Kosher porkan oxymoron? Anna Shternshis’s fascinating study traces the creation of a Soviet Jewish identity that disassociated Jewishness from Judaism. The cultural transformation of Soviet Jews between 1917 and 1941 was one of the most ambitious experiments in social engineering of the past century. During this period, Russian Jews went from relative isolation to being highly integrated into the new Soviet culture and society, while retaining a strong ethnic and cultural identity. This identity took shape during the 1920s and 1930s, when the government attempted to create a new Jewish culture, "national in form" and "socialist in content." Soviet and Kosher is the first study of key Yiddish documents that brought these Soviet messages to Jews, notably the "Red Haggadah," a Soviet parody of the traditional Passover manual; songs about Lenin and Stalin; scripts from regional theaters; Socialist Realist fiction; and magazines for children and adults. More than 200 interviews conducted by the author in Russia, Germany, and the United States testify to the reception of these cultural products and provide a unique portrait of the cultural life of the average Soviet Jew.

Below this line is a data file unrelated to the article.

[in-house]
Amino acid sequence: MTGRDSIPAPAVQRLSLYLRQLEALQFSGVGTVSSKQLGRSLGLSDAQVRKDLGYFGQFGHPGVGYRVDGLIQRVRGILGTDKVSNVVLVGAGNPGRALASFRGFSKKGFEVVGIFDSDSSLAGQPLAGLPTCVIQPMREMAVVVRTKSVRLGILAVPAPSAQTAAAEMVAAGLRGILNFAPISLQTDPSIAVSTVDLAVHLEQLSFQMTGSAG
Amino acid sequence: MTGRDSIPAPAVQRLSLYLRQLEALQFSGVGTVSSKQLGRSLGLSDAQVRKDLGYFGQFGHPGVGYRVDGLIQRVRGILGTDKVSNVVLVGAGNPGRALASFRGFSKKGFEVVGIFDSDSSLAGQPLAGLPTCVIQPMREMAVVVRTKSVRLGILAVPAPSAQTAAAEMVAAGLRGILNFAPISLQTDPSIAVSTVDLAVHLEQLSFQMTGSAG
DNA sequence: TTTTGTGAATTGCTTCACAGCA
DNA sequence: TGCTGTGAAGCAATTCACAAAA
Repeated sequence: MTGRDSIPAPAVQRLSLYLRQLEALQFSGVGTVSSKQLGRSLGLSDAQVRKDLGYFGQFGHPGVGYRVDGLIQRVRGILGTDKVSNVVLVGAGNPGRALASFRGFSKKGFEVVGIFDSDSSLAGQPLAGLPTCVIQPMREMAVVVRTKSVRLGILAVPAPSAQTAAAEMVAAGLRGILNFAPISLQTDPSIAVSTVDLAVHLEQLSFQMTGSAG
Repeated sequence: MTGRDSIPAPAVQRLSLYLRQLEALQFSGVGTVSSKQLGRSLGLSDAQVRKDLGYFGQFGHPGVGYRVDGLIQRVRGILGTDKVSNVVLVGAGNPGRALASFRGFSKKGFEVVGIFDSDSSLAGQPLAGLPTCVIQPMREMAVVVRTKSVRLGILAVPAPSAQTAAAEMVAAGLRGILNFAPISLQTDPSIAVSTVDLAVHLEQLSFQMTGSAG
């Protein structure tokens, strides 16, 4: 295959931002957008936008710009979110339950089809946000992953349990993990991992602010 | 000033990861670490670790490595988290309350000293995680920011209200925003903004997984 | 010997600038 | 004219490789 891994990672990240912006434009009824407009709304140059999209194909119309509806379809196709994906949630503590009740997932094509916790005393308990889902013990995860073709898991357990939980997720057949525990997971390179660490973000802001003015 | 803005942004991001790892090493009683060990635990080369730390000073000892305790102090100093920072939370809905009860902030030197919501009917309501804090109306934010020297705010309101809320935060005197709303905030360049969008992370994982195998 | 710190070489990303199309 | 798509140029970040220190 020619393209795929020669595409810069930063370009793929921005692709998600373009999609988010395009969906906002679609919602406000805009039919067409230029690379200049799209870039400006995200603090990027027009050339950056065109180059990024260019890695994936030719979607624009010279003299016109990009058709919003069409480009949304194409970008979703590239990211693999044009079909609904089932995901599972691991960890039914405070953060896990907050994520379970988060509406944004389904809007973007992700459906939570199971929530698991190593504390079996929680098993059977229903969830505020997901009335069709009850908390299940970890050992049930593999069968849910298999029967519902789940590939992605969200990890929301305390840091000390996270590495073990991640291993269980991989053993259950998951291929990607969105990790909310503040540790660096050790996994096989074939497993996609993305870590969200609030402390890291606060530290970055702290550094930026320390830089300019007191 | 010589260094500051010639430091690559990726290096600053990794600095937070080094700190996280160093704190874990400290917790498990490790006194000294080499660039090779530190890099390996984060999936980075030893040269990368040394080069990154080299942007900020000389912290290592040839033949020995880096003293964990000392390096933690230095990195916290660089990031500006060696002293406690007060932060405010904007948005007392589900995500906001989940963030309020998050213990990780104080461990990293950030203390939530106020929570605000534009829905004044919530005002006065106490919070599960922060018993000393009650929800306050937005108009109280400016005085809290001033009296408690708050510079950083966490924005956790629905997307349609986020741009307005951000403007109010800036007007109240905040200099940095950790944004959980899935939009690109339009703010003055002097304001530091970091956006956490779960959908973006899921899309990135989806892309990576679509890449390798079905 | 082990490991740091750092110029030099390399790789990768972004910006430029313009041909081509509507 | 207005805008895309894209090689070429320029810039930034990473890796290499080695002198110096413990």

|Publisher:||Indiana University Press|
|Product dimensions:||6.00(w) x 9.00(h) x 0.81(d)|
About the Author
Anna Shternshis is Assistant Professor of Yiddish and Director of the Al and Malka Green Yiddish Studies Program at the University of Toronto.
Table of Contents
Introduction: Sara F.'s Kosher Pork
Note on Transliteration
1. Antireligious Propaganda and the Transformation of Jewish Institutions and Traditions
2. From Illiteracy to Worker Correspondents: Soviet Yiddish Amateur Writing
3. Amateur Local Yiddish Theaters
4. Soviet Yiddish Songs as a Mirror of Jewish Identity
5. Soviet in Form, National in Content: Russian Jewish Popular Culture
What People are Saying About This
"Shternshis takes the reader far beyond the cold war politicalization and American Jewish and/or Israeli Jewish romanticization of "Soviet Jewry" as "the Jews of Silence," and deep into the personal accommodations and transformations of those individuals who saw themselves as being both Soviet and kosher."--(Scott Ury, Faculty of Humanities, Tel Aviv University)